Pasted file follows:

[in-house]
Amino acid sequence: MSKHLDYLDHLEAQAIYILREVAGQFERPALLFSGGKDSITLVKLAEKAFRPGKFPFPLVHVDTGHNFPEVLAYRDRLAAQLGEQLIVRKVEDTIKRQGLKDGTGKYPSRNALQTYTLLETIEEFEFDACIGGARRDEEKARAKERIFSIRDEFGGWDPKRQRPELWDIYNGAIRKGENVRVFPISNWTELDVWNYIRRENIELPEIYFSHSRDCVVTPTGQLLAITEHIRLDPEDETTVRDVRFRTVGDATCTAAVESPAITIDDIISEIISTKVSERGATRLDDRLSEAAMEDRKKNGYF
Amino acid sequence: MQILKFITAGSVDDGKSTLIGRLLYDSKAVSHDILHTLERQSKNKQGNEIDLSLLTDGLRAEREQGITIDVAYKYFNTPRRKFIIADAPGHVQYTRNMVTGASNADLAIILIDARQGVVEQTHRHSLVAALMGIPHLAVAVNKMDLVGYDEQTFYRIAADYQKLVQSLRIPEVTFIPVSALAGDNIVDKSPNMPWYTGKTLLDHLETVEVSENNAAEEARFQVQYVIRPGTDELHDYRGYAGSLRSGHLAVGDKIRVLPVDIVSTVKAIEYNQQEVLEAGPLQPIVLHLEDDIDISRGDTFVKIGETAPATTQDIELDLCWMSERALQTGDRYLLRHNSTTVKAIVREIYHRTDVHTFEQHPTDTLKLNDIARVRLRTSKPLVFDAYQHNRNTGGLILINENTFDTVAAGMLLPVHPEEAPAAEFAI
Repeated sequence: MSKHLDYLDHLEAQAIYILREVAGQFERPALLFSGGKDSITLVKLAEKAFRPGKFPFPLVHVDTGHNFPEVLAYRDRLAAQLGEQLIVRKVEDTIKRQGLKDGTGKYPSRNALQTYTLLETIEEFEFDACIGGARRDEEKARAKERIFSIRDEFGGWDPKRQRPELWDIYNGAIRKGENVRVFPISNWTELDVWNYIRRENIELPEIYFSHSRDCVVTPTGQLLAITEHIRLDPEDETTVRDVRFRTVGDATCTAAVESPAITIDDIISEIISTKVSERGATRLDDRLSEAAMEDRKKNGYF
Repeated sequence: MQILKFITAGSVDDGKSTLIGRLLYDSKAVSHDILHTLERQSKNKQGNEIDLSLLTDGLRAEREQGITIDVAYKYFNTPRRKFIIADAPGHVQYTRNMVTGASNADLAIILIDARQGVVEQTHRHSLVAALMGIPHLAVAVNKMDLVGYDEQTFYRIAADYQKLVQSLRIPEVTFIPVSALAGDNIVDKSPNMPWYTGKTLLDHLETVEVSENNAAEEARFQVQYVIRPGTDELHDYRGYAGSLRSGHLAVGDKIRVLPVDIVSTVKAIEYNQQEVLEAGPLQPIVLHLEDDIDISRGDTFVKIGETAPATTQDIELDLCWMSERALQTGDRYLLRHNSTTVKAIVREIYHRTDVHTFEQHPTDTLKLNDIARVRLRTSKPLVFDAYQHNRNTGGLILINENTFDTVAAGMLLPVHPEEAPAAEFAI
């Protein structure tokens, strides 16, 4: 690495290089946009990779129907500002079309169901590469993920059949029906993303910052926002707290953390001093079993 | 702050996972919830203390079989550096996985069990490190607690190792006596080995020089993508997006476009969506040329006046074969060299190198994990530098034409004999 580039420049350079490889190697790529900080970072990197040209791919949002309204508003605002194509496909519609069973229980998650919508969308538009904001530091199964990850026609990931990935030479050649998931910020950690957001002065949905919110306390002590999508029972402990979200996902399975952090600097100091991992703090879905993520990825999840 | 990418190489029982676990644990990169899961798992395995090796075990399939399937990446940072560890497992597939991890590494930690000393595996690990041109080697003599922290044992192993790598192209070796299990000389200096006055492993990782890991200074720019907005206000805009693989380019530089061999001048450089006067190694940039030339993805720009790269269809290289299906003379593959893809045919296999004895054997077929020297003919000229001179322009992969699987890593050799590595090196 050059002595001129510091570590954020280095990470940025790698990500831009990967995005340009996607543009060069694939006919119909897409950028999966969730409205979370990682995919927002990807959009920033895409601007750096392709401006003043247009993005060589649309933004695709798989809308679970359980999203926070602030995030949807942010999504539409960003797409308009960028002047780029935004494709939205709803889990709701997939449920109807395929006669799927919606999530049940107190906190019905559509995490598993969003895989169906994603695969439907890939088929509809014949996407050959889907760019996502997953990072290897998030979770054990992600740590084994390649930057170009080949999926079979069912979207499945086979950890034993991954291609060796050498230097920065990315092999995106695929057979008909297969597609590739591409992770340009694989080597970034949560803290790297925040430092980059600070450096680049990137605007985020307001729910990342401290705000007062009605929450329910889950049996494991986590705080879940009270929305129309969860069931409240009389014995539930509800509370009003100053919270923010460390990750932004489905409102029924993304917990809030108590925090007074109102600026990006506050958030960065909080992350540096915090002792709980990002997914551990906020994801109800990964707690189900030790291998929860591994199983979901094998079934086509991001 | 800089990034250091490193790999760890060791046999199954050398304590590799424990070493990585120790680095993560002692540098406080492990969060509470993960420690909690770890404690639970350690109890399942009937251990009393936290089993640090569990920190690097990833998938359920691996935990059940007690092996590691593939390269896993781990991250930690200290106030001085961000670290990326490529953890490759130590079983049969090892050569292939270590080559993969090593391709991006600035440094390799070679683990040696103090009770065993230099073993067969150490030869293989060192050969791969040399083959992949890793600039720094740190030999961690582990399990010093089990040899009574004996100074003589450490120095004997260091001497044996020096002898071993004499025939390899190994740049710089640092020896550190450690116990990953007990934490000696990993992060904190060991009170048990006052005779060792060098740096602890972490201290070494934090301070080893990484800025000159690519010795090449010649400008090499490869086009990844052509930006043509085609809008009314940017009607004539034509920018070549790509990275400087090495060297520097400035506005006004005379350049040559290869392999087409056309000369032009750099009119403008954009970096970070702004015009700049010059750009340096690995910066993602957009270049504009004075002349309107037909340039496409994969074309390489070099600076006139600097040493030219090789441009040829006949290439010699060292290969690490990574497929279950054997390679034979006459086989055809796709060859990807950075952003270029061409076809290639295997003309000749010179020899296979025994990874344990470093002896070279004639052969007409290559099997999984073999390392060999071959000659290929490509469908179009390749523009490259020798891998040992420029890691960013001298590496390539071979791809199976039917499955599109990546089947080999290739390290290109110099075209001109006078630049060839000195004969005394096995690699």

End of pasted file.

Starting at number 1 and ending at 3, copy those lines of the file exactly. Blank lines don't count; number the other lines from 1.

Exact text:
[in-house]
Amino acid sequence: MSKHLDYLDHLEAQAIYILREVAGQFERPALLFSGGKDSITLVKLAEKAFRPGKFPFPLVHVDTGHNFPEVLAYRDRLAAQLGEQLIVRKVEDTIKRQGLKDGTGKYPSRNALQTYTLLETIEEFEFDACIGGARRDEEKARAKERIFSIRDEFGGWDPKRQRPELWDIYNGAIRKGENVRVFPISNWTELDVWNYIRRENIELPEIYFSHSRDCVVTPTGQLLAITEHIRLDPEDETTVRDVRFRTVGDATCTAAVESPAITIDDIISEIISTKVSERGATRLDDRLSEAAMEDRKKNGYF
Amino acid sequence: MQILKFITAGSVDDGKSTLIGRLLYDSKAVSHDILHTLERQSKNKQGNEIDLSLLTDGLRAEREQGITIDVAYKYFNTPRRKFIIADAPGHVQYTRNMVTGASNADLAIILIDARQGVVEQTHRHSLVAALMGIPHLAVAVNKMDLVGYDEQTFYRIAADYQKLVQSLRIPEVTFIPVSALAGDNIVDKSPNMPWYTGKTLLDHLETVEVSENNAAEEARFQVQYVIRPGTDELHDYRGYAGSLRSGHLAVGDKIRVLPVDIVSTVKAIEYNQQEVLEAGPLQPIVLHLEDDIDISRGDTFVKIGETAPATTQDIELDLCWMSERALQTGDRYLLRHNSTTVKAIVREIYHRTDVHTFEQHPTDTLKLNDIARVRLRTSKPLVFDAYQHNRNTGGLILINENTFDTVAAGMLLPVHPEEAPAAEFAI